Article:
Anyone that has worked in an organization of even modest size understands how stifling a bureaucracy can get.
Layer upon layer of rules, systems and procedures are sometimes heaped upon the backs of the employees in such companies to the point that it’s surprising any actual work gets accomplished.
Oh, the employees are busy all right – they’re just engaged in survival, hopping through hoops, and the avoidance of chaos that otherwise would engulf the workplace.
Don’t get me wrong: rules and procedures are necessary, of course, to keep a rein on the undisciplined and the habitual workload abusers.
But a heavy-handed and bureaucratic blanket shrouding the organization keeps everyone under wraps and it forces good employees to search for any pockets of fresh air they can find. Often bureaucracy stifles creativity, worker productivity ideas, and “out of the box” thinking.
The answer for some employees becomes to avoid the office at all costs.
Some solo business owners that are entrenched in the old school methods and strategies of the past century have suggested that even tiny businesses need to follow and pay homage to the standard structure and business systems of the successful giants.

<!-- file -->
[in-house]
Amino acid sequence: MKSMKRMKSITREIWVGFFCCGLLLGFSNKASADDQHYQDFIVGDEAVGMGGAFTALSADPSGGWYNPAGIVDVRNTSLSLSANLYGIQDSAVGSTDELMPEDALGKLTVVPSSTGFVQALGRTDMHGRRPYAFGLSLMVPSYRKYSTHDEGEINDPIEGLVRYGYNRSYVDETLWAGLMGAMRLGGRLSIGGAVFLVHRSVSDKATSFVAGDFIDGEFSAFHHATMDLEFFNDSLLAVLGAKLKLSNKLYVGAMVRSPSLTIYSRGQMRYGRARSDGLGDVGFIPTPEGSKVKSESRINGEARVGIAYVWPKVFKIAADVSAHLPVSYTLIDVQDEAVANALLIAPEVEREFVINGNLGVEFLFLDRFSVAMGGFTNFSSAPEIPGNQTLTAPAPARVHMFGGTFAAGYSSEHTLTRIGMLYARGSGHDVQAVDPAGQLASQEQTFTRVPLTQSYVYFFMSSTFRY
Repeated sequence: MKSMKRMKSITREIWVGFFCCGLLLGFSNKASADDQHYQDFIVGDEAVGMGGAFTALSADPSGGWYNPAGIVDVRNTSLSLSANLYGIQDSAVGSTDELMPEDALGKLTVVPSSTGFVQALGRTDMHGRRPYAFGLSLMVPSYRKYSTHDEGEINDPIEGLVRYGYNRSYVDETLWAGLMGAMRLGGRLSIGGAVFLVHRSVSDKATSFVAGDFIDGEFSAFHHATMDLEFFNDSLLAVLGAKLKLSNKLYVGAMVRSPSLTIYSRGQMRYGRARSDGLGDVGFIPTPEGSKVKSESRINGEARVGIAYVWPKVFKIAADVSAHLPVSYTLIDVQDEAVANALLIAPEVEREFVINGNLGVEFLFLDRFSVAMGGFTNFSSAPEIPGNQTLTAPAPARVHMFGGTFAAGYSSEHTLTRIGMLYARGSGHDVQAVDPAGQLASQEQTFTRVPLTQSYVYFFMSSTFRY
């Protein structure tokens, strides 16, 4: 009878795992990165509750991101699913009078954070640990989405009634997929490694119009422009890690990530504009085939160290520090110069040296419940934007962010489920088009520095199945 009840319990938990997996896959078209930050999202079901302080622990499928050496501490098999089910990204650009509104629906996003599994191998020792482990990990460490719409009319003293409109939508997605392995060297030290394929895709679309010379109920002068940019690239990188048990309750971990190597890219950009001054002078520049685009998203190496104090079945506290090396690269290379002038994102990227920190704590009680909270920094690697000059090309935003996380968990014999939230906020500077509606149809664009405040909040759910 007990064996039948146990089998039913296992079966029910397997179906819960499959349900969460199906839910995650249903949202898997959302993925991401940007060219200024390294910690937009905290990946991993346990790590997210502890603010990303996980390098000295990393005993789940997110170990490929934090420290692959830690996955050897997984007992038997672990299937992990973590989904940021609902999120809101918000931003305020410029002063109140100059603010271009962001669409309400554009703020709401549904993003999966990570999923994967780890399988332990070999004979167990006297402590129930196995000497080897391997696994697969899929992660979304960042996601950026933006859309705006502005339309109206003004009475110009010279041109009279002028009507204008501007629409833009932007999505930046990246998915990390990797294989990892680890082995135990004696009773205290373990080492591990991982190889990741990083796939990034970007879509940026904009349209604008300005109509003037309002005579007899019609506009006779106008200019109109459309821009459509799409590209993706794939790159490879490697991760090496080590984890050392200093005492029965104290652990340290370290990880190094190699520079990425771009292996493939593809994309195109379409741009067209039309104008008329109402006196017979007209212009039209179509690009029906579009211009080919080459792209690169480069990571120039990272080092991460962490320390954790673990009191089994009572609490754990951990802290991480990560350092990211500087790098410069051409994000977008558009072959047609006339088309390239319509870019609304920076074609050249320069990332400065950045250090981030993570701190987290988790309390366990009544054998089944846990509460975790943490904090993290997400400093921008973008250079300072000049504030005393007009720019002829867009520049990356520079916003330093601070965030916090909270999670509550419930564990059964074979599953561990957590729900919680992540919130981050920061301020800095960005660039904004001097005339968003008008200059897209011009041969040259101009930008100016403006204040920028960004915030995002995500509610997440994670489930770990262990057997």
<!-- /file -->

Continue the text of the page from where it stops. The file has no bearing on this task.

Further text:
They say every business must have this, this and this . . . as though there was only profitable business model, something akin to a single road leading into Rome.
They would create the scaled down version of big corporate bureaucracy for their solo business, just so they could be comfortable looking at an organization chart with all the boxes and lines in the right places.
Don’t give in to bureaucracy building in your solo business. It can and does happen all the time.
Being lean, nimble, adaptive and flexible are the exact reasons why you got into solo business in the first place. Celebrate your freedom and departure from corporate constriction!
Maximize your advantages as a small business. Play to your strengths. Let your small business enjoy the quick-changing and unfettered existence it was meant to have. Be quick, agile, and ready to make course changes as they become apparent to you as the entrepreneur.
Don’t let your solo business develop a status quo. Don’t be tied to tradition or “the way it’s always been done.”
If you become bogged down with the systems you put into place, there will be no one to save the day when you can’t figure out how to escape your own prison.
As the owner, you should design systems and structures that liberate you and keep you “out of the kitchen,” so to speak.
Look to automate and outsource whatever makes sense. Leverage your own time by paying others to do expensive tasks or those things than can be done by workers whose salaries are a fraction of yours.
Learn to spend a minimum amount of time physically running the business.
Your skills and experience are critically needed in two other areas:
– promotion and marketing of your business (selling), and
– researching and creating new products to sell to your customers (expansion of your offerings).
Aren’t these two areas where you can make the most profit for your time?
Productivity in every solo business ought to be measured by the amount of time you have for things outside the office.
To your online business success!